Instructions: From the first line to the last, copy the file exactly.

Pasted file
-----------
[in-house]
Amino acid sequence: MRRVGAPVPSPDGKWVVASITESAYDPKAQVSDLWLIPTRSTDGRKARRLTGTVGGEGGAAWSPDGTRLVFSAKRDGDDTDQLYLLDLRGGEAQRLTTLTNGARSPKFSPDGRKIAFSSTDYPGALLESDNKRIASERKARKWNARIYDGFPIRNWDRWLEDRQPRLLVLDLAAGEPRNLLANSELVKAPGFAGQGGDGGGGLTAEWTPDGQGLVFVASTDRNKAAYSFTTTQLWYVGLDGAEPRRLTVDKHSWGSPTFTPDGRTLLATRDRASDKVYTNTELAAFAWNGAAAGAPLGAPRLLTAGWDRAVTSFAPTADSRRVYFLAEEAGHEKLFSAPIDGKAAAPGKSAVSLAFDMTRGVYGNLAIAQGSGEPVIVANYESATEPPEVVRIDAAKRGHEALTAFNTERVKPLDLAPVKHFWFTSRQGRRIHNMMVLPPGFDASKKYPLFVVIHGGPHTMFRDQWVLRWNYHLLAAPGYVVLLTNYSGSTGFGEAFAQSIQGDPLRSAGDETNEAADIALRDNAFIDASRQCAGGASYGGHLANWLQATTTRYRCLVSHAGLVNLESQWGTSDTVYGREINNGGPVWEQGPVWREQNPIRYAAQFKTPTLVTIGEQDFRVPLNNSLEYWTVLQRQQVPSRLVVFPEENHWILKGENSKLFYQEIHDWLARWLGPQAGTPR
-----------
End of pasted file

[in-house]
Amino acid sequence: MRRVGAPVPSPDGKWVVASITESAYDPKAQVSDLWLIPTRSTDGRKARRLTGTVGGEGGAAWSPDGTRLVFSAKRDGDDTDQLYLLDLRGGEAQRLTTLTNGARSPKFSPDGRKIAFSSTDYPGALLESDNKRIASERKARKWNARIYDGFPIRNWDRWLEDRQPRLLVLDLAAGEPRNLLANSELVKAPGFAGQGGDGGGGLTAEWTPDGQGLVFVASTDRNKAAYSFTTTQLWYVGLDGAEPRRLTVDKHSWGSPTFTPDGRTLLATRDRASDKVYTNTELAAFAWNGAAAGAPLGAPRLLTAGWDRAVTSFAPTADSRRVYFLAEEAGHEKLFSAPIDGKAAAPGKSAVSLAFDMTRGVYGNLAIAQGSGEPVIVANYESATEPPEVVRIDAAKRGHEALTAFNTERVKPLDLAPVKHFWFTSRQGRRIHNMMVLPPGFDASKKYPLFVVIHGGPHTMFRDQWVLRWNYHLLAAPGYVVLLTNYSGSTGFGEAFAQSIQGDPLRSAGDETNEAADIALRDNAFIDASRQCAGGASYGGHLANWLQATTTRYRCLVSHAGLVNLESQWGTSDTVYGREINNGGPVWEQGPVWREQNPIRYAAQFKTPTLVTIGEQDFRVPLNNSLEYWTVLQRQQVPSRLVVFPEENHWILKGENSKLFYQEIHDWLARWLGPQAGTPR